Kudos for a Job Well Done
It’s early Wednesday morning. The snowfall is just a constant fine white sparkle, the bare limbs of the maple tree are piled so high with the accumulation of previous storms that the new snow skiffs off like dust.
As I stare out my window at this winter masterpiece, worthy of framing, my thoughts are brought back to reality by the low rumbling scrap of an oncoming snowplow.
While Maryland’s many snow days this past week are a break from the day-to-day grind, they are a true test of viability of both the state and local government’s public works programs and preparedness. A goofy thought to have on a beautiful snowy day.
Public works is where tax dollars are on display. Most of us take roads, bridges, garbage pick-up, and such, for granted. We only notice these benign functions of government when there is a problem, or when we are personally slowed down and impacted in our daily routine.
Someone wrote that public works is “a concept in economics and politics.” I’ve also read that many public works projects are “prone to corrupt practices in the form of waste, crony contracts and theft of funds and materials.” None-the-less, today, as we experience phase two of the “Mack-Daddy” of all Maryland snow storms, it means only one thing – snow removal.
Giving credit where credit is due, the Maryland Department of Transportation was not asleep at the switch with this storm. The snow emergency route in front of my house has been passable all but a few hours during the series of storms. A surprising accomplishment considering the fact that rural Baltimore County is rarely a priority for any public works dollars.
Kudos must also be given to the Town of Hampstead for its diligence in battling “Snowzilla.” Prior to this second wave of snowfall, it had the roads cleaned down into the neighborhoods and the forethought to pile the snow out of the way in preparation for Round Two. All of this impressively accomplished by a Republican mayor and a proportionally small crew of public works employees.
However, not all is in balance with the concept of economics and politics. My home county appears to be a little askew. Reports in Baltimore County are that northwest neighborhoods are clean curb to curb while the balance of the county’s streets are labeled passable, at best.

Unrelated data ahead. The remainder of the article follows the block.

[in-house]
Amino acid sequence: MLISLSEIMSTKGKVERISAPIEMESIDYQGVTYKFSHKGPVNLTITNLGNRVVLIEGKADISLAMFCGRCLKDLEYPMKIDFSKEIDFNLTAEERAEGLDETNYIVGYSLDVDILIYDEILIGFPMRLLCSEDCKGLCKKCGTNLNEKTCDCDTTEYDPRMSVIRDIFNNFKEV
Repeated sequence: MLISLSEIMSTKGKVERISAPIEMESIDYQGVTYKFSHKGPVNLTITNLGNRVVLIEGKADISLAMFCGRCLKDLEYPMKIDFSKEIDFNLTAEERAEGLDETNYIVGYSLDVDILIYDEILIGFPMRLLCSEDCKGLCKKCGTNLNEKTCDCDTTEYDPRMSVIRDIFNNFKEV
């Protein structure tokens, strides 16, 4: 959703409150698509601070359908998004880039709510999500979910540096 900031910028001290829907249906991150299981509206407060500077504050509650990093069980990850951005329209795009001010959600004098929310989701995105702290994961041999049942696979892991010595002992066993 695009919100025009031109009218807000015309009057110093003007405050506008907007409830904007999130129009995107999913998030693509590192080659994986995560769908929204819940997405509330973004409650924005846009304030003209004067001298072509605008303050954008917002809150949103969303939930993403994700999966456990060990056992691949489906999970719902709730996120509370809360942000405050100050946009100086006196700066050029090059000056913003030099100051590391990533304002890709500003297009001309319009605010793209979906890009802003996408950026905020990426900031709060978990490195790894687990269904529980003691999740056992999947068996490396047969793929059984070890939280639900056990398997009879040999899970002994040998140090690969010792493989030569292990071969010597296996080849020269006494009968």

Is it a coincidence that my friends in Catonsville, or in Upperco, are not prioritized to the same extent as voters living in Legislative District 7? Is this where the “politics” of public works comes into play? Could it be that a good show is needed to convince voters that county executives can be future state senators? Or is it just the random chance of poor overall snow removal and limited planning?
Snow removal is a great test of planning and budgeting, as are all the unknowns that nature throws at man. Growing up on my uncle’s farm, I learned many things about weather and planning for winter. The cows were always milked and fed. The giant tractor-trailer with the big stainless steel tank always came to pick up the milk.
Many times my cousins and I dug out – and plowed for hours – the farm lane and up the county road to make sure. In hindsight it was a lesson on the “economic portion” of public works – from a farm perspective. If the milk was not shipped, it would have to be dumped sending dollars down the drain. So we dug and worked hard to clear a path.
The politics and cronyism of public works is certainly alive and well in Baltimore County. A former county councilman told me once he was embarrassed when the county trucks came into his neighborhood first and plowed for him a path to Towson. He told them never to do that again.
I have a county contractor insured who plows snow for Baltimore County. He feels the need to purchase all the fundraiser tickets that are sent to him during the course of the year. He says it is “an investment.” He also intentionally re-registered as a Democrat before he submitted his first bid…”just in case someone checked.”
Too bad the single party politics of Baltimore County gets in the way of sound judgment when it comes to public works. Too bad the county executive and council didn’t each work milking cows twice a day. Perhaps they would have learned about planning and the weather. (Note: One current councilman is a farmer and I feel sure he understands.)
This past week many men and women have been working hard to keep Maryland moving: emergency services personnel, MDOT employees, and many others. My column, however, is dedicated to those who have lived in their trucks and loaders these past several days plowing the miles of snow-covered roads and streets. You understand, work hard, sacrifice family time and deserve all the overtime pay you have earned.
Thank you for your service.